Don Strom, who moved to Sarasota in October 2018, brings 40 years of law enforcement and security leadership experience to his position as director of public safety for Ringling College of Art and Design.
Strom most recently served as a department leader in global security at Edward Jones, a financial services firm headquartered in Strom’s former hometown of St. Louis. Before that, he served as chief of police at Washington University in St. Louis, a campus of 20,000 students, faculty, and staff, where, among his other duties, he led the planning for two presidential debates and one vice presidential debate, all of which were held on the campus. He is a graduate of Southern Illinois University and of the FBI National Academy.
Strom’s wife, Chris, was a police officer for 15 years, which is how they met, before their move to Florida. They have four adult children.
The Strom family had vacationed in Sarasota for more than 30 years prior to moving here. “Chris and I had a goal of relocating to this area. When the opportunity at Ringling College came along, it fit nicely into our plans. I missed being in a university environment and the energy that you get from working around young people. The level of creativity is just amazing. I used to tell our officers to make sure to introduce themselves to all the students and to remember their names, because we would be reading about them one day as they went out into the world and did great things,” Strom said.
“My job at Ringling College is to provide leadership for my team and to work with all of our colleagues and partners on campus to keep everyone safe,” Strom said. “What we try to do is take the best technology available and match it with the human resource side, that quality person-to-person interaction that is so important. It takes both to provide the most comprehensive safety and security program possible,” he said.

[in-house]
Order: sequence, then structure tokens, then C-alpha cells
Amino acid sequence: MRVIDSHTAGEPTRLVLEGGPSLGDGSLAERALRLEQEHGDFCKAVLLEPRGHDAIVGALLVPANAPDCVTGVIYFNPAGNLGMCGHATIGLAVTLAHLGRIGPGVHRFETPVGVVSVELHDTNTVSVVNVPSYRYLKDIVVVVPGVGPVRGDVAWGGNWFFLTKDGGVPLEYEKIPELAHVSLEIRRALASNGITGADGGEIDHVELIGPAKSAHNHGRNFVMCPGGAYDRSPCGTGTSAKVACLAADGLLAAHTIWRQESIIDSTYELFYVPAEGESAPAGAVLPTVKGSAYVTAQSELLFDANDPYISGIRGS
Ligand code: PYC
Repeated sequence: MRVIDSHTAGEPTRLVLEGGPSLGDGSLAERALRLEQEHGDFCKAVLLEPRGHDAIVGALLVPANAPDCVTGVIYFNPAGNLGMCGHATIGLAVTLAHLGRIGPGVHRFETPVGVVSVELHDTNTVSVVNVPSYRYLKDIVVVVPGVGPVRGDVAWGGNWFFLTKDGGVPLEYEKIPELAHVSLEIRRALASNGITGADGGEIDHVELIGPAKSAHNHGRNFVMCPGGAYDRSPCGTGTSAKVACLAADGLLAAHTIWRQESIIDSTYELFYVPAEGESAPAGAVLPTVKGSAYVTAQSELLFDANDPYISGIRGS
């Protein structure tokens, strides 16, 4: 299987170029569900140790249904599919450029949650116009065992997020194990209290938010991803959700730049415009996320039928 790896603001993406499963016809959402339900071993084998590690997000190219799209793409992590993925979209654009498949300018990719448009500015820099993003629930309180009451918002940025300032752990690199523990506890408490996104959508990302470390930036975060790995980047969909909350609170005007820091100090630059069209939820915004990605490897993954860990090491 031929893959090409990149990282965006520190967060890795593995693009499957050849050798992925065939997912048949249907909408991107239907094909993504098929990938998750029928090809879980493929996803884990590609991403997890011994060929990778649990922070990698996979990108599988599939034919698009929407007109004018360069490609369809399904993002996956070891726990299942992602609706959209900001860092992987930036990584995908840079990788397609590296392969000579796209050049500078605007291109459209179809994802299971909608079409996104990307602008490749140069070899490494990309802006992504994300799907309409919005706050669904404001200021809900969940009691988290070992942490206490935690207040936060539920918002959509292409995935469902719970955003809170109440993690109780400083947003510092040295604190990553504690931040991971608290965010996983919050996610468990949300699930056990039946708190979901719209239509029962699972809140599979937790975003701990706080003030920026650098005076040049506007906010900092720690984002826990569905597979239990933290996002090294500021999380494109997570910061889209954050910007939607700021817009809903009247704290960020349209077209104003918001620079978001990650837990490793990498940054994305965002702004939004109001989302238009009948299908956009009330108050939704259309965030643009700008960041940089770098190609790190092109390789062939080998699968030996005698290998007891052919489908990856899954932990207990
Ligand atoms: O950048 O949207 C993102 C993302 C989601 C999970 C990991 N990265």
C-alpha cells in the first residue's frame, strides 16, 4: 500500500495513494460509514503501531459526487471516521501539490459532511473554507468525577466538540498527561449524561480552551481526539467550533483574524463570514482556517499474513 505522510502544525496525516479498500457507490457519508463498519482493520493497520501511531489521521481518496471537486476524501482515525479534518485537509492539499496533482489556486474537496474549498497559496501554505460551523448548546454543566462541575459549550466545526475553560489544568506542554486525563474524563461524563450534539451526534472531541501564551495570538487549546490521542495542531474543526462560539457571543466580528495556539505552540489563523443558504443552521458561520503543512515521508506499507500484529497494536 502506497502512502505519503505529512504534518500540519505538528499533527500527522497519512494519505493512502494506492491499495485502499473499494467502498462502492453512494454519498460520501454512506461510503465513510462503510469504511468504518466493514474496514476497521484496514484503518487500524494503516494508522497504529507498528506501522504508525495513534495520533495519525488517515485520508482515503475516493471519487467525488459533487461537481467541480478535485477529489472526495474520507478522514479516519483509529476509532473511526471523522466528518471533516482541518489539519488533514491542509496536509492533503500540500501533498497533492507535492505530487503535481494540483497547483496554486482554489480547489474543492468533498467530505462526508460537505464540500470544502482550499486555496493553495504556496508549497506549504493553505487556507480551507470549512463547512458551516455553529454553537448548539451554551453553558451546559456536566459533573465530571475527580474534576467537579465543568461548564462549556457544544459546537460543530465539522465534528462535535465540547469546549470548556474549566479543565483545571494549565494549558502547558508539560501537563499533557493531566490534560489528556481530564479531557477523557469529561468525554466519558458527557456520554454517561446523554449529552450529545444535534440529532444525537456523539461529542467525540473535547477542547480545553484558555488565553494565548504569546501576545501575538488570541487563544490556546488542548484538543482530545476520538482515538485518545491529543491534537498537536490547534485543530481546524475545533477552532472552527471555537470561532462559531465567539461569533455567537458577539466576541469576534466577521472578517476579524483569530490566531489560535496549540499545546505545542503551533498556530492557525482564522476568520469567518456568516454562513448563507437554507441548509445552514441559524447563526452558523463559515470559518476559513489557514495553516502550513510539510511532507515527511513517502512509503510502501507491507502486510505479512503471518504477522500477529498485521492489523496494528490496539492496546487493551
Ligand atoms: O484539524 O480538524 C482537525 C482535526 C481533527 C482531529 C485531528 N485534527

In the last year, Strom has been busy making the campus even safer for the Ringling College community. “It has been a real team effort as we have put some new initiatives in place, including augmented crime-prevention materials; an on-line parking registration system; safety and security inspections of all campus-owned housing; training for our team; improved equipment and supplies, including a new radio system that links security to both the main and the Museum campuses; active assailant incidents trainings; classroom enhancements; and much more still to come,” he said.
The new Ringling College Museum Campus provides its own challenges and opportunities. “The campus houses not only an exciting new museum, but also the College’s Continuing Studies program,” Strom explained. “We have an opportunity to interact with non-traditional students and the broader regional community. We are building a new security infrastructure in a unique campus setting, adding and training additional security personnel, and installing enhanced electronic security systems. Additionally, our team is getting the opportunity to learn even more about art!” he said.
“Even with relatively simple on-campus events, if you plan everything right, the attendees will never know we were there. All they will know is that they came and had a good time,” Strom said. “On a much larger scale, hurricane season requires intensive planning. At orientation, we make sure students and their families become aware of the realities of where we live— including the possibility of hurricanes. We make sure that all students have a plan that includes knowing where they will go and how they will get there should the College have to close. We plan like all of these things are going to happen, and then we hope they never do,” he added.
Ultimately, Strom noted, he is there to protect and defend.
“I have always approached this job by reminding myself that families are sending the most important person in their lives to a campus that is sometimes thousands of miles away from where they are. I know how that feels. I’m not just a public safety director. I’m a dad, and I understand their concerns.”
By Gayle Guynup